Thursday, October 25, 2007

Five Easy Ways to Go Organic (LOGIC)

From NYT: Switching to organic is tough for many families who don’t want to pay higher prices or give up their favorite foods. But by choosing organic versions of just a few foods that you eat often, you can increase the percentage of organic food in your diet without big changes to your shopping cart or your spending.

The key is to be strategic in your organic purchases. Opting for organic produce, for instance, doesn’t necessarily have a big impact, depending on what you eat. According to the Environmental Working Group, commercially-farmed fruits and vegetables vary in their levels of pesticide residue. Some vegetables, like broccoli, asparagus and onions, as well as foods with peels, such as avocados, bananas and oranges, have relatively low levels compared to other fruits and vegetables.

So how do you make your organic choices count? Pediatrician Dr. Alan Greene, whose new book “Raising Baby Green” explains how to raise a child in an environmentally-friendly way, has identified a few “strategic” organic foods that he says can make the biggest impact on the family diet.

1. Milk: “When you choose a glass of conventional milk, you are buying into a whole chemical system of agriculture,'’ says Dr. Greene. People who switch to organic milk typically do so because they are concerned about the antibiotics, artificial hormones and pesticides used in the commercial dairy industry. One recent United States Department of Agriculture survey found certain pesticides in about 30 percent of conventional milk samples and low levels in only one organic sample. The level is relatively low compared to some other foods, but many kids consume milk in large quantities.

2. Potatoes: Potatoes are a staple of the American diet — one survey found they account for 30 percent of our overall vegetable consumption. A simple switch to organic potatoes has the potential to have a big impact because commercially-farmed potatoes are some of the most pesticide-contaminated vegetables. A 2006 U.S.D.A. test found 81 percent of potatoes tested still contained pesticides after being washed and peeled, and the potato has one of the the highest pesticide contents of 43 fruits and vegetables tested, according to the Environmental Working Group.

3. Peanut butter: More acres are devoted to growing peanuts than any other fruits, vegetable or nut, according to the U.S.D.A. More than 99 percent of peanut farms use conventional farming practices, including the use of fungicide to treat mold, a common problem in peanut crops. Given that some kids eat peanut butter almost every day, this seems like a simple and practical switch. Commercial food firms now offer organic brands in the regular grocery store, but my daughter loves to go to the health food store and grind her own peanut butter.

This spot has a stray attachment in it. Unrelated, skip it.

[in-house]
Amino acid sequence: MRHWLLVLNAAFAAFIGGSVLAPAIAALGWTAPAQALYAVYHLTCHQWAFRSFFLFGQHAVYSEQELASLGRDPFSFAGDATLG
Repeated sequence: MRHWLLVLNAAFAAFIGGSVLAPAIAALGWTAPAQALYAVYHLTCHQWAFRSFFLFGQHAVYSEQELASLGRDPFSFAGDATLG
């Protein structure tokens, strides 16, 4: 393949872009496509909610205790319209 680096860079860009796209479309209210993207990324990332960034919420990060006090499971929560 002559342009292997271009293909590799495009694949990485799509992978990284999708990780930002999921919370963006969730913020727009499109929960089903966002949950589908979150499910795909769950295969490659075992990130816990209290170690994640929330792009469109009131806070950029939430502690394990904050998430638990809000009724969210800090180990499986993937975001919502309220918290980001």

4. Ketchup: For some families, ketchup accounts for a large part of the household vegetable intake. About 75 percent of tomato consumption is in the form of processed tomatoes, including juice, tomato paste and ketchup. Notably, recent research has shown organic ketchup has about double the antioxidants of conventional ketchup.

5. Apples: Apples are the second most commonly eaten fresh fruit, after bananas, and they are also used in the second most popular juice, after oranges, according to Dr. Greene. But apples are also one of the most pesticide-contaminated fruits and vegetables. The good news is that organic apples are easy to find in regular grocery stores.
For a complete list of Dr. Greene’s strategic organic choices, visit Organic Rx on his website.

NVDL: Some interesting recommendations. I'd advocate cutting milk completely out though, if you can. Personally I use milk in coffee and cereal, but that's it. When I lived in Korea I was able to pour Soya milk over my cornflakes. There are plenty of arguments against drinking milk - including that they send 'excess calcium signals' to an otherwise healthy person causing our bodies to flush or dump calcium, drawing the mineral from our skeletons. Thus, ironically, can bring about a calcium deficit (when all the adveritisng claims the opposite). Of course, if our diet is very high in diuretics like caffeine, calcium in milk may actually patch up the gaps. Soda pop (Coke etc) also robs us of calcium. So, it's mootable.

The other argument is that the protein requirements for a cow are 5 times (at least) higher than for human beings, and all the chemical meddling in the liquid convert it basically into an even more unnatural soup. Should lions for example suckle on pigs or vice versa? So why should humans suckle on bovine beasts 5 times as bulky? The Asians consider milk and milk products like cheese quite vile (many of them).

Another reason to avoid milk is the bacteria. Milk goes bad, and milk is the first thing to avoid when we have a bacterial infection (in the mouth, on skin or elsewhere). Milk simply attracts more bacteria to the mucous linings of our throat passages than is, I believe, healthy. The bacteria is meant to start-up an infant animal with little or no bacteria. Let's remember, milk is based on the birth and setup up of a newborn creature.

A final point to make is that if milk was supposed to be a staple, one would imagine human milk would be more palatable than cow's milk. It's not...

Ketchup or as we crewfer to it - tomato sauce - is I've heard, very healthy. You get the goodness of a whole bunch of tomatoes in a few teaspoons. It's actually a wonderful vegetable; and a great benefit to any diet.

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